The Corner

Religion

Billy Graham, Evangelical Preacher (but I Repeat Myself)

Former President George W. Bush signs a copy of his book “Decision Points” for Billy Graham at the Billy Graham Library in Charlotte, North Carolina, December 20, 2010. ((Chris Keane/Reuters))

Billy Graham preached the gospel. Add to that statement that he was an Evangelical preacher and you have a triple redundancy: “Preach,” “gospel,” and “evangelical” are standard English translations of words that in the Greek New Testament share the same stem, euaggel-. The man’s work (preaching), the material he worked with (the gospel), and his identity (Evangelical preacher) were integrated into a resounding whole, each part echoing the other: Euaggelos euaggelizemenos eueggelisen euaggelion, you might say. Something like that.

Preaching and teaching have been considered distinct offices since Saint Paul. The two activities overlap, but the essential definition of each is clear enough.

Graham was not a teacher, although the editors of Christianity Today, which he founded — it debuted in October 1956, eleven months after the first issue of National Review — have always favored a plain, crisp style not unlike that of the theologian or canon lawyer whose task is merely to impart information, not try to wow you with soaring rhetoric. The more apt comparison, come to think of it, would be to the New Testament itself: Talk about understatement. Reread sometime the gospel accounts of Christ’s passion and death.

Writing that appeared under Graham’s byline could hardly have been leaner or cleaner. In that respect, Thomas Aquinas, the great teacher, and Billy Graham, the great preacher, resembled each other. Of course each addressed a different kind of audience — academic and popular, respectively — but the difference between them runs deeper than that.

Thomas, nicknamed “the Angelic Doctor” for a reason, analyzed the mechanics, as it were, of the incorporeal, purely spiritual dimension of creation. What Graham did, speaking and writing for a generation skeptical of all that, was affirm the existence of the supernatural and convey the wonder that it evokes in those who are aware that they are touched by it. It gives people joy, and he gave them permission not to be ashamed of it. His little book about angels, for example, is a quiet, effective invitation to awe. The hymn “How Great Thou Art” (“O Lord, when I in awesome wonder . . .”) was introduced into the mainstream of American Christian culture through his early crusades.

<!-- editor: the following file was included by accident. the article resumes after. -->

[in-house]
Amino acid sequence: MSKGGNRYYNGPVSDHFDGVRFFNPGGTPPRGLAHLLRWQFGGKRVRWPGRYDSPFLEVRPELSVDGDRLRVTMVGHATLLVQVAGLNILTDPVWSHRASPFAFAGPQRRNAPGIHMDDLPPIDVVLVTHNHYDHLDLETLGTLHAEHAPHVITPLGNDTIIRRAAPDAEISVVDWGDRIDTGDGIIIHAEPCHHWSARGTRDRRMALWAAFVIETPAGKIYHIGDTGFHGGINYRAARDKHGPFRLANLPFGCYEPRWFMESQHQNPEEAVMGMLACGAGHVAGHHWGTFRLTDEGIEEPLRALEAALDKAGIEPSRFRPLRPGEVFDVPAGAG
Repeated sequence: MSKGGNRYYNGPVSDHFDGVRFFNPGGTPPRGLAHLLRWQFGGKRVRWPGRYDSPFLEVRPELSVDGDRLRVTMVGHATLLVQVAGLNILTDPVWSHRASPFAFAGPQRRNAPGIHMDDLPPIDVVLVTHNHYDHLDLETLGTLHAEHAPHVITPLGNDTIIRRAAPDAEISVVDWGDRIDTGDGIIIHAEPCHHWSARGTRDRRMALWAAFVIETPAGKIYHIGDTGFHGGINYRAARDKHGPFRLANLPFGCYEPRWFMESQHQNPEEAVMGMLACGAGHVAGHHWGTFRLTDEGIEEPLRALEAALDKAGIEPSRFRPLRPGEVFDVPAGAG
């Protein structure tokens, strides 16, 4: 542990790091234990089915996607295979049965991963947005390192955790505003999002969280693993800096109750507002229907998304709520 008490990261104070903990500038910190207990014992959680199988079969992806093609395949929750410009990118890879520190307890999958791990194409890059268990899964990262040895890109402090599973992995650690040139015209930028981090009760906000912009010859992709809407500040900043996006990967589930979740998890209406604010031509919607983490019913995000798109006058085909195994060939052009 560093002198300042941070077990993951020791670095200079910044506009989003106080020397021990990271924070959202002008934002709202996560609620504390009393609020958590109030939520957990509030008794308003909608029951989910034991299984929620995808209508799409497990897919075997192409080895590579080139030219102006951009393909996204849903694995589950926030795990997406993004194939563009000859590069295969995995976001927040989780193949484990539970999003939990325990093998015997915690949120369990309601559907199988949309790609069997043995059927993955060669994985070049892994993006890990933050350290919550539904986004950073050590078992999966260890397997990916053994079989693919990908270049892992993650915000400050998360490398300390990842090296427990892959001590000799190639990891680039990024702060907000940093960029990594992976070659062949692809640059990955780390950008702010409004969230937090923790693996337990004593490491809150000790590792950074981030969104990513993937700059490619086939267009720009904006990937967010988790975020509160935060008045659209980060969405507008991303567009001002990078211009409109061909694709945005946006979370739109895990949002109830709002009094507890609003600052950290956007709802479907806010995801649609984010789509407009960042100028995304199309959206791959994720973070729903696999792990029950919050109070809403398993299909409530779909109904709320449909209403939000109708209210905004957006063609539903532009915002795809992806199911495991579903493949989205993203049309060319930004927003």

“Preacher, not teacher” is another way of saying “communicator, not intellectual.” The swimming coach may not understand how the respiratory system works, but that doesn’t mean he should withhold from his athletes what he knows about breathing techniques. “I’ve discovered something in my ministry,” Graham’s friend Charles Templeton recalled him explaining in the course of an argument they had had about Darwin versus the Book of Genesis. “When I take the Bible literally,” Graham said,

when I proclaim it as the word of God, my preaching has power. When I stand on the platform and say, “God says,” or “The Bible says,” the Holy Spirit uses me. There are results. Wiser men than you or I have been arguing questions like this for centuries. I don’t have the time or the intellect to examine all sides of the theological dispute.

Fair enough. The body of Christ has many members, and Billy Graham remains a model for those whose function is to preach. He had faults, as we were reminded yesterday in this somewhat dyspeptic assessment of his life, but he never claimed to be a statesman or a moral leader. He was faithful to his calling and good at it. The Evangelical expression of Christianity would have been less without him, and it would be more now if it always lived up to the example of his clear-headedness and humility.

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